17 Old School Survival Skills You Should Know
Master these survival skills and learn how to stay calm when the situation gets tough and crucial!
In this article:
- How to Purify Water in Cistern
- How to Detect Escaping Gas
- How to Measure with Coins
- How to Pick Up Broken Glass
- How to Treat Sprains
- How to Extract a Splinter
- How to Remove Foreign Particles from the Eye
- How to Treat an Animal Bite
- How to Make a Hack Saw Frame
- How to Make a Spirit Level
- How to Use Up Coal Dust
- How to Make a Fire Extinguisher
- How to Light a Fire Without Wood
- How to Pull Out Long Nails
- How to Cure Chilblains
- How to Light a Match in the Wind
- How to Secure Loose Hammer and Axe Head
Few Basic Survival Skills Everyone Should Know
The Importance of Survival Skills
Survival skills are timeless and a lot of them come from many generations before us, yet these things seem to fall by the wayside as time goes on. We recently came across a treasure trove of old survival tips from the New York Public Library. These tips are old, but the benefits of survival skills training are endless. So, it might be worthwhile to check these old tips out. One day, they may save your life.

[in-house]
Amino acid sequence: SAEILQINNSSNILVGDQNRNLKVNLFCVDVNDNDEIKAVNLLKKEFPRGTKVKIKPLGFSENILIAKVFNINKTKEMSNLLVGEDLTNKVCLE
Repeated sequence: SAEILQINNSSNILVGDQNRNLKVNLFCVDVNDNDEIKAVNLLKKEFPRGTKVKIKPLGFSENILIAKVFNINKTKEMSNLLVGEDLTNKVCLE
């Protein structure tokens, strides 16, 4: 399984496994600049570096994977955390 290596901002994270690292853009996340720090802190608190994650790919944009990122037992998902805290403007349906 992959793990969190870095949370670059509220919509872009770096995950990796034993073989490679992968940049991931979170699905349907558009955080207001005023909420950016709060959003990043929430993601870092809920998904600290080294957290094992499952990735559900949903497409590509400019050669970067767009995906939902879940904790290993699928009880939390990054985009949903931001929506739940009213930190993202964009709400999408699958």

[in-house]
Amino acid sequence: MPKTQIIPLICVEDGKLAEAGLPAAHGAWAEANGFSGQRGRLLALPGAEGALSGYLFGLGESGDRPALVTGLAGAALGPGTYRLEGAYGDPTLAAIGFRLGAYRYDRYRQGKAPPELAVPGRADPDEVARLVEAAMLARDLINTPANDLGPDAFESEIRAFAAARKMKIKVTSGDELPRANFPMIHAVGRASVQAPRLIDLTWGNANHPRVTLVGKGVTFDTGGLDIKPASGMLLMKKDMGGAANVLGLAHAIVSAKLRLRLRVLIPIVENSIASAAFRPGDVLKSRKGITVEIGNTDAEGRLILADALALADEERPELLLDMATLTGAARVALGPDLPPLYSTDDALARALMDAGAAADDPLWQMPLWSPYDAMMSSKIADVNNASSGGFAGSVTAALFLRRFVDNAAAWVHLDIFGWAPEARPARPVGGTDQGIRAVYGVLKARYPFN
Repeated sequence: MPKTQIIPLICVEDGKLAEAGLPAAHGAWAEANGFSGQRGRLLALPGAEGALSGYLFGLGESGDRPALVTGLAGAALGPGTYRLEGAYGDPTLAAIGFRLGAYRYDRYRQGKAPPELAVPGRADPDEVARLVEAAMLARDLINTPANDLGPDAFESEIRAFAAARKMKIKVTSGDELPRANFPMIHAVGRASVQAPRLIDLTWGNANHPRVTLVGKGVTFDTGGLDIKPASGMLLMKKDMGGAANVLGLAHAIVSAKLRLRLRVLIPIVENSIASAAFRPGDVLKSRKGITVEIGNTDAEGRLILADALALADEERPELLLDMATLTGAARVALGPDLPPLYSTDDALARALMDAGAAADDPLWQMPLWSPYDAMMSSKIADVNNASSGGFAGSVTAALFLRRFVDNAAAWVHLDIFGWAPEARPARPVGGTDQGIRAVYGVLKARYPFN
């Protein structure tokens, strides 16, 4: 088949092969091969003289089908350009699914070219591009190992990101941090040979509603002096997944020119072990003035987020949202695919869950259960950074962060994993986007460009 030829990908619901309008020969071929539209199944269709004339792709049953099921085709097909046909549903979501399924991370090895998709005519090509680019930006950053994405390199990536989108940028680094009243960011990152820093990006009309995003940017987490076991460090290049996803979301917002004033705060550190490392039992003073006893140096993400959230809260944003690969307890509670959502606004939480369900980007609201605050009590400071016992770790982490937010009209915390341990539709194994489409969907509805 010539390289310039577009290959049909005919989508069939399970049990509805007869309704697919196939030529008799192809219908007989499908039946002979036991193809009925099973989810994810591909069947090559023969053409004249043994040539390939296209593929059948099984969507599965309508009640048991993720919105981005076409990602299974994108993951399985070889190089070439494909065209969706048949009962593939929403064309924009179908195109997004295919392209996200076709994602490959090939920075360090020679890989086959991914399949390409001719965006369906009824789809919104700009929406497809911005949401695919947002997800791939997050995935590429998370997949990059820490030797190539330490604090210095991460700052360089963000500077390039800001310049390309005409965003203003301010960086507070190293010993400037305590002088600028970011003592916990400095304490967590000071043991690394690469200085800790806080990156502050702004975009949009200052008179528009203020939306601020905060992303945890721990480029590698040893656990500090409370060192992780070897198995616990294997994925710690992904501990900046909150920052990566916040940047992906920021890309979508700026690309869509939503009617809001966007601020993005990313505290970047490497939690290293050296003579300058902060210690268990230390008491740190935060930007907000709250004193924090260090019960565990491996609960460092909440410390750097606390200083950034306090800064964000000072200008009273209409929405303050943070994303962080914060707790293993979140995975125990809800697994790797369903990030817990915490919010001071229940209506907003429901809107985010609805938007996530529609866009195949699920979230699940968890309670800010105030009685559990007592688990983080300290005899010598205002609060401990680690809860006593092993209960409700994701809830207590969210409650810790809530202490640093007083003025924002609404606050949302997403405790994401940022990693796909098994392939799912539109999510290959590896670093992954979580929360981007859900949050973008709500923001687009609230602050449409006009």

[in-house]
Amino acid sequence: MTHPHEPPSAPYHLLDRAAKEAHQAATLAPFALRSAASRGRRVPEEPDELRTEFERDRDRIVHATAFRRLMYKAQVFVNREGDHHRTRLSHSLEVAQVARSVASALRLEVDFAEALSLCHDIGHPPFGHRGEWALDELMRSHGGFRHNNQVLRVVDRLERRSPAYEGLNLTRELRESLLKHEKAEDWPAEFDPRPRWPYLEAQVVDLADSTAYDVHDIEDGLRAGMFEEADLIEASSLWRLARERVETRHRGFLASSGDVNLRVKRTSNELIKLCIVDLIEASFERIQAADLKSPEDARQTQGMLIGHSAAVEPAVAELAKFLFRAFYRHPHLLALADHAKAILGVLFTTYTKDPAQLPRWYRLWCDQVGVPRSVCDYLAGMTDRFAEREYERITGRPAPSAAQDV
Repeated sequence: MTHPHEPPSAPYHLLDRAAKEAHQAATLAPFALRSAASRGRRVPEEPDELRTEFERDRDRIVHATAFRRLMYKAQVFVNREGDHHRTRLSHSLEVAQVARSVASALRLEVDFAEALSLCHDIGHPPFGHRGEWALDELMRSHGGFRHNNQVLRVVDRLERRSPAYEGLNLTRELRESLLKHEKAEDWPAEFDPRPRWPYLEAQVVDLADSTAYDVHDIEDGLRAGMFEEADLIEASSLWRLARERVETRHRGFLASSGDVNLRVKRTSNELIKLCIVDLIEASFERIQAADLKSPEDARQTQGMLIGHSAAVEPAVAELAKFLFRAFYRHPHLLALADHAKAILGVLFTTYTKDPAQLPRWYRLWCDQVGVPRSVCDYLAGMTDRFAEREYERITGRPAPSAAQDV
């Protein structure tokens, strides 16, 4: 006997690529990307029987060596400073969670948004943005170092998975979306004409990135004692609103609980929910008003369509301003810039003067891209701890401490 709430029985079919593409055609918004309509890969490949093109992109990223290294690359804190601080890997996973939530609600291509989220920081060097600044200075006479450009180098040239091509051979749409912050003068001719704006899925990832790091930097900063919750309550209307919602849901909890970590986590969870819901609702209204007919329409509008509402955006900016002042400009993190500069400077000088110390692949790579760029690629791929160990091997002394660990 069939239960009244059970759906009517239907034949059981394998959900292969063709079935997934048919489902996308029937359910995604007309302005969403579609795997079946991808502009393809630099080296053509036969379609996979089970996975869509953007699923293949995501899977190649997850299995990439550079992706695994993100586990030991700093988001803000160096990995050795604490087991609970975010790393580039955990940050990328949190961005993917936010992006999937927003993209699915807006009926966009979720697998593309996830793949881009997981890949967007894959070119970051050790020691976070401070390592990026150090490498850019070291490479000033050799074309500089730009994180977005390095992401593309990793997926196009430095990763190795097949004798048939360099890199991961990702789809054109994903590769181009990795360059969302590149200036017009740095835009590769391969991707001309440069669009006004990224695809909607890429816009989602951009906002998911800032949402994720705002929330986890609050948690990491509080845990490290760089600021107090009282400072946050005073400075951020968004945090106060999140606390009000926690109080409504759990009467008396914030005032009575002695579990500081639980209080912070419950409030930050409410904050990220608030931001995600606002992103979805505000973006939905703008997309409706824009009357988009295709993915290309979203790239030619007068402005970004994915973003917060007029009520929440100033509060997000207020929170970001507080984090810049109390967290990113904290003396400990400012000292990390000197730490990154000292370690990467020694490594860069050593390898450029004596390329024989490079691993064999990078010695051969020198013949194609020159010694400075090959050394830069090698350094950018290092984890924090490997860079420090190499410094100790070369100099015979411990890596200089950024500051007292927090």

1. How to Purify Water in Cistern
Ran out of fresh water to drink? Don’t worry, because you can purify water in a cistern with a very simple trick. All you need to do is add one tablespoon of powdered alum to 16 to 20 gallons of water. Wait for several hours, then you’ve got yourself fresh and pure water! This is among the basic survival skills you need to know. Who knows when this comes handy.
2. How to Detect Escaping Gas
A gas leak is very dangerous. It can blow up your house if not attended to immediately. To detect a gas leak, paint a strong soap solution on the suspected pipe. There is a gas leak when bubbles appear from the escaping point. Once you detect where the escaping point is, fix the problem straight away. An essential survival skill like this might make a difference between life and death.
3. How to Measure with Coins
So you’re out in the wilderness and you need to measure something, but you have no measuring tools. Here’s a basic survival tip for you. Check your pockets for some spare change. A penny, for example, weighs around 2.5 grams and has a 19.05mm diameter. For the complete list of measurement of coins, check this out. This tip is not among the essential survival tips, but it might be useful in a survival situation someday.
4. How to Pick Up Broken Glass
Accidents happen and sometimes, you can’t avoid breaking a glass. To clean up the broken pieces, use a soft damp cloth to ensure the small splinters get picked up, too. Use an old rag so you can throw it away with the broken glass once you’re done. This skill seems too simple, but you might need it one day in a survival situation.
5. How to Treat Sprains